Just become it, so you can do it
By Bishop James E. Swanson Sr.
I stumbled upon the following 1891 quote from Henry Drummond in The Programme of Christianity.
The tendency of the religions of all time has been to care
more for religion than for humanity; Christ cared more for
humanity than for religion--rather, His care for humanity was
the chief expression of His religion.
He was not indifferent to observances,
but the practices of the people bulked in His
thoughts before the practices of the Church. It has been
pointed out as a blemish on the immortal allegory of Bunyan
that the Pilgrim never did anything––anything but save his
soul. The remark is scarcely fair, for the allegory is
designedly the story of a soul in a single relation; and,
besides, he did do a little. But, the warning may well be
weighed. The Pilgrim's one thought, his work by day, his dream
by night, was escape. He took little part in the world through
which he passed. He was a Pilgrim travelling through it; his
business was to get through safe.
Whatever this is, it is not Christianity.
Drummond challenges us to examine our brand of Christianity to see if we are more fixated on the trappings of the Church than on actually being involved with people.
If we are to be judged by our statements and debates we receive high marks. However, if God judges us on our actions and our ability to inspire others to join us in transforming people, we are truly struggling.
We have tried in vain to answer the deep hurt, yearnings and longings in humanity with statements, programs and position papers when all people really want from us are deep relationships.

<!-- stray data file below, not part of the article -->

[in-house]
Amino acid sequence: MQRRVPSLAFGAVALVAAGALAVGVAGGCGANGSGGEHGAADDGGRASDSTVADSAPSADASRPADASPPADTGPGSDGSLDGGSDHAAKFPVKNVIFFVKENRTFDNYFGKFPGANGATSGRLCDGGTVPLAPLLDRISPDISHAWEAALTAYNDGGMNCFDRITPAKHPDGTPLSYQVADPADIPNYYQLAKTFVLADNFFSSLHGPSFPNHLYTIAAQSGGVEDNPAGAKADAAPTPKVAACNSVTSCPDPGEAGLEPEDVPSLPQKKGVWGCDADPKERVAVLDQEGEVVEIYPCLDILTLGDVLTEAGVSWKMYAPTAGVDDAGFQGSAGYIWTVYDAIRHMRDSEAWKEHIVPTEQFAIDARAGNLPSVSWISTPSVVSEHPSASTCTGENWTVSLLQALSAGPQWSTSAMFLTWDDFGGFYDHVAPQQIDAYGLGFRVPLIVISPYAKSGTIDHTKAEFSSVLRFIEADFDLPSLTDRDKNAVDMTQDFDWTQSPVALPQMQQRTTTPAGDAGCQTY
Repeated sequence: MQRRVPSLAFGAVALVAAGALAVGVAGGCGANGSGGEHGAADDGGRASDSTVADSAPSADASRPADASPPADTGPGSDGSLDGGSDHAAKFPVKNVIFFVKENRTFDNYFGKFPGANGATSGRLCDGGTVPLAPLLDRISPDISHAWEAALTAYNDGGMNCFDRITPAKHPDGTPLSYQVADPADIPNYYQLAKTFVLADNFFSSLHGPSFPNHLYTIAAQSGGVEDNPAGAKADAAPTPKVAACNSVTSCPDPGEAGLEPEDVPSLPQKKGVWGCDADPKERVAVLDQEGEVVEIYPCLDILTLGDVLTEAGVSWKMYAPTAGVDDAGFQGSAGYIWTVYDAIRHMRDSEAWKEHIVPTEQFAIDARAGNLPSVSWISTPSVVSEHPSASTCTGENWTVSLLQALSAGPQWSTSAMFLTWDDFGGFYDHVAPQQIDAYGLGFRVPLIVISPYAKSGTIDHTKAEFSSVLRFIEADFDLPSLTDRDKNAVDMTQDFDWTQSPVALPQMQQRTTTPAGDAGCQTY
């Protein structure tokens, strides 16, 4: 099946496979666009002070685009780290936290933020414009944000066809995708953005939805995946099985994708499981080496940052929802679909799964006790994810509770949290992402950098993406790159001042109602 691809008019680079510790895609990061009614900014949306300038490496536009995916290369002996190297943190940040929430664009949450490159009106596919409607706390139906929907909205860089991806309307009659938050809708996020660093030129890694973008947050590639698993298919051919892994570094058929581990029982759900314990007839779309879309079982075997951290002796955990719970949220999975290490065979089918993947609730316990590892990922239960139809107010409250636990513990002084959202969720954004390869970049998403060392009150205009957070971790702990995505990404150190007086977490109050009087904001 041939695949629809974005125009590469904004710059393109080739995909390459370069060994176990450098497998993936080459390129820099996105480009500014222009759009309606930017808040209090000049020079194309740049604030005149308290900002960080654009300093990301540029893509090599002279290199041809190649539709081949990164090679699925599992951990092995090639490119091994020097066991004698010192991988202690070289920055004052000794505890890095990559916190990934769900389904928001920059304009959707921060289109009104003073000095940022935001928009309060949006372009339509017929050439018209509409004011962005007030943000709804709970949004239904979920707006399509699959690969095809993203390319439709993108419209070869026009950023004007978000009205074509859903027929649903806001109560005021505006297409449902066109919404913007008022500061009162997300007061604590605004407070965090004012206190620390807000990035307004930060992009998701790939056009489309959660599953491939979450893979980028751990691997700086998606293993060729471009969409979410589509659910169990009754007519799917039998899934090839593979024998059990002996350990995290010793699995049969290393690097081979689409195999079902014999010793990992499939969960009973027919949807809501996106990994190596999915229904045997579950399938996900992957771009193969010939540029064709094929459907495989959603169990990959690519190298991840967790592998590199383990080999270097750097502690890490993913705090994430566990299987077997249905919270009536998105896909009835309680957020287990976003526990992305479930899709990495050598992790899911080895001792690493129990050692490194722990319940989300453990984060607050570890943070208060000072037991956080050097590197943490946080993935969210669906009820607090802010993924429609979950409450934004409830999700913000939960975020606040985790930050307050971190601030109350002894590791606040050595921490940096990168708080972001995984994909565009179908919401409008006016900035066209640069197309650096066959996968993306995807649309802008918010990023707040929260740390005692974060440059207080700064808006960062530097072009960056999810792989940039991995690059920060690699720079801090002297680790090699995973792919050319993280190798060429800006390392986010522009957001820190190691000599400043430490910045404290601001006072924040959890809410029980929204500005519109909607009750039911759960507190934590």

As Pilgrim did, we often seek to escape relationships with our neighbors; we even avoid the strangers down the street and sometimes we refuse to have meaningful relationships with the people for whom we advocate. We may even avoid deep relationships with those who sit on pews next to us.
If there is a group that needs relationships, it’s men.
The world cannot be transformed unless that effort is led by transformed people.
So here it is: Jesus said to those first four he called, “Follow me and I’ll make you fishers of men.”
Jesus can transform you from a person who is preoccupied with your own survival to a person who is willing to be engaged in the lives of others.
I challenge you to see opportunities right around you. Engage yourself in a small accountability group where you will stop trying to escape responsibility for your transformation, and you can help others through a transformative partnership.
Open your eyes to people and places that need you and the transformative power you are experiencing in Christ.
Get busy becoming a Christian.
Bishop James E. Swanson, Sr., president
General Commission on United Methodist Men